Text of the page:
Thank God I am like other men, that I am only a man among other men… It is a glorious destiny to be a member of the human race...’ There is no way of telling people that they are all walking around shining like the sun. I suddenly saw the secret beauty of their hearts, the depths of their hearts, where neither sin nor desire nor self-knowledge can reach, the core of their reality, the person that each one is in God’s eyes. If only they could all see themselves as they really are. If only we could see each other that way all of the time. There would be no more war, no more hatred, no more cruelty, no more greed…

This sense of Oneness is not unknown to scientists. Albert Einstein said:

A human being is part of the whole that we call the universe, a part limited in time and space. He experiences himself, his thoughts and feelings as something separate from the rest—a kind of optical delusion of his consciousness. This delusion is a kind of prison for us, restricting us to our personal desires and to affection for a few persons nearest to us. Our task must be to free ourselves from this prison by widening our circle of compassion to embrace all living creatures, and the whole of Nature in its beauty… We shall require a substantially new manner of thinking if mankind is to survive.

  The American quantum physicist David Bohm, widely regarded as one of the most significant theoretical physicists of the 20th century, wrote:

One is led to a new notion of unbroken wholeness which denies the classical idea of analysability of the world into separate and independently existing parts...

We have reversed the usual classical notion that the independent “elementary parts” of the world are the fundamental reality, and that the various systems are merely particular contingent forms and arrangements of these parts. Rather, we say that inseparable quantum interconnectedness of the whole universe is the fundamental reality, and that relatively independent behaving parts are merely particular and contingent forms within this whole.

God Is Love, Live in Love

1 Corinthians Chapter 13 Verse 8

Swami asserted that God is love and that He is moved only through the cultivation and practice of love. Love is the very nature of life, and without it nothing in this world can exist. For man, love is life and love is everything. We are urged to love all beings as manifestations of the same divinity that is the very core of oneself. The best way of doing this is through selfless service.

Swami’s injunction to us is, “Start the day with love. Fill the day with love. End the day with love.” We should make love the dominant force in our lives by actively and continuously opening our hearts to love. This is the way to God.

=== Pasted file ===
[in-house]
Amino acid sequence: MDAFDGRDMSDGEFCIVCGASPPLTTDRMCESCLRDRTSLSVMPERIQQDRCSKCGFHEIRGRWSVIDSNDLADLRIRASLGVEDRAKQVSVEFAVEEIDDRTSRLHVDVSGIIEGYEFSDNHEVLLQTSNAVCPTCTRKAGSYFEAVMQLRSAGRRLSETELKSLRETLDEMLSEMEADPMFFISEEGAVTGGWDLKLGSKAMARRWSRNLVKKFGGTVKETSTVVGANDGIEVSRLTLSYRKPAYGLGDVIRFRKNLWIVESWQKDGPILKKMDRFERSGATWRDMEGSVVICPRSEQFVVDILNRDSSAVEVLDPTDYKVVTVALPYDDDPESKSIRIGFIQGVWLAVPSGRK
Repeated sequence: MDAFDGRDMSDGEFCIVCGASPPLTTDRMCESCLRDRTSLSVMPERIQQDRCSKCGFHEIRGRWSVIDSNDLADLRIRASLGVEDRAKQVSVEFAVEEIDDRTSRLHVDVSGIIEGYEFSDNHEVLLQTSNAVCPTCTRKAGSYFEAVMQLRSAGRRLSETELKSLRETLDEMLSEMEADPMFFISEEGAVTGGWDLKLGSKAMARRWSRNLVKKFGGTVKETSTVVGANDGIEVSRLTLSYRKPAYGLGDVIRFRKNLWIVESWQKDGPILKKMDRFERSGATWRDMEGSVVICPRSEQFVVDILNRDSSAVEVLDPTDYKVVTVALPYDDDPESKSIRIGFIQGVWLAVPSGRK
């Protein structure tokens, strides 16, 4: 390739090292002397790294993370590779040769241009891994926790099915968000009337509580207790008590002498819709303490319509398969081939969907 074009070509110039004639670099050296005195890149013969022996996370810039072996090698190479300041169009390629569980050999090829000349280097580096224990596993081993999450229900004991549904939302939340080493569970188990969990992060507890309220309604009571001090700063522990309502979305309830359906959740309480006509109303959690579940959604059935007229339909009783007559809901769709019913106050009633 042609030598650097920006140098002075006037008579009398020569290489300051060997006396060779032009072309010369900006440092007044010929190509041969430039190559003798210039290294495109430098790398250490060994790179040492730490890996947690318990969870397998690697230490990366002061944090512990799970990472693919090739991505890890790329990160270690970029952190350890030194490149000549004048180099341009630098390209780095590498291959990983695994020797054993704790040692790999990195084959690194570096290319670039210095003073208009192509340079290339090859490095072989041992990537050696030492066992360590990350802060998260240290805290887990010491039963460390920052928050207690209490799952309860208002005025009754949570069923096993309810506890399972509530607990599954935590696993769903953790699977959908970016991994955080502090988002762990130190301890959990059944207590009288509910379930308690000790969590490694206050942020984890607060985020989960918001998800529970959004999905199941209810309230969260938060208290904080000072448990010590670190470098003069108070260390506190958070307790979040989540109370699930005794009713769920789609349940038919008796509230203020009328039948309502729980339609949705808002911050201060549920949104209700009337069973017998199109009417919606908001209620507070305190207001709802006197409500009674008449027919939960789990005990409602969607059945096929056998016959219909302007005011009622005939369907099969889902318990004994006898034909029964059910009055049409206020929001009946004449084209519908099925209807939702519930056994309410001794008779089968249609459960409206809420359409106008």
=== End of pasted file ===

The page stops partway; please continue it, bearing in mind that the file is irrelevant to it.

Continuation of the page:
The prominent 20th century Jewish philosopher Martin Buber said:

The true meaning of love of one’s neighbour is not that it is a command from God which we are to fulfil, but that through it and in it we meet God. Existence will remain meaningless for you if you yourself do not penetrate into it with active love and if you do not in this way discover its meaning for yourself…

For the Christian, 1 John 4:8 states:

Whoever does not love does not know God, because God is love.

According to the book Essential Sufism by James Fadiman and Robert Frager:

For many, Sufism is the path of love. To love others, to love the beauty of this world, develops the capacity for love. The more we can love, the more we can love God. To love God is to know God.

The illustrious 13th century Persian poet and Sufi mystic Jalal ad-Din Muhammad Rumi, popularly known as Rumi, said that to love is to reach God. He wrote:

Gamble everything for love,

if you’re a true human being.

If not, leave this gathering.

Half-heartedness doesn’t reach into majesty.

You set out to find God,

but then you keep stopping

at mean-spirited, roadhouses…

Lord Buddha taught loving kindness and compassion. He declared:

Let none deceive another, or despise any being in any state.

Let none through anger or ill-will wish harm upon another.

Even as a mother protects with her life her child, her only child,

So with a boundless heart should one cherish all living beings;

Radiating kindness over the entire world: spreading upwards to the skies,

And downwards to the depths; outwards and unbounded,

Freed from hatred and ill-will.

Swami’s famous sayings “Love All, Serve All” and “Help Ever, Hurt Never” epitomise his teaching on the importance of living in love. These simple and beautiful messages powerfully communicate the language of the heart.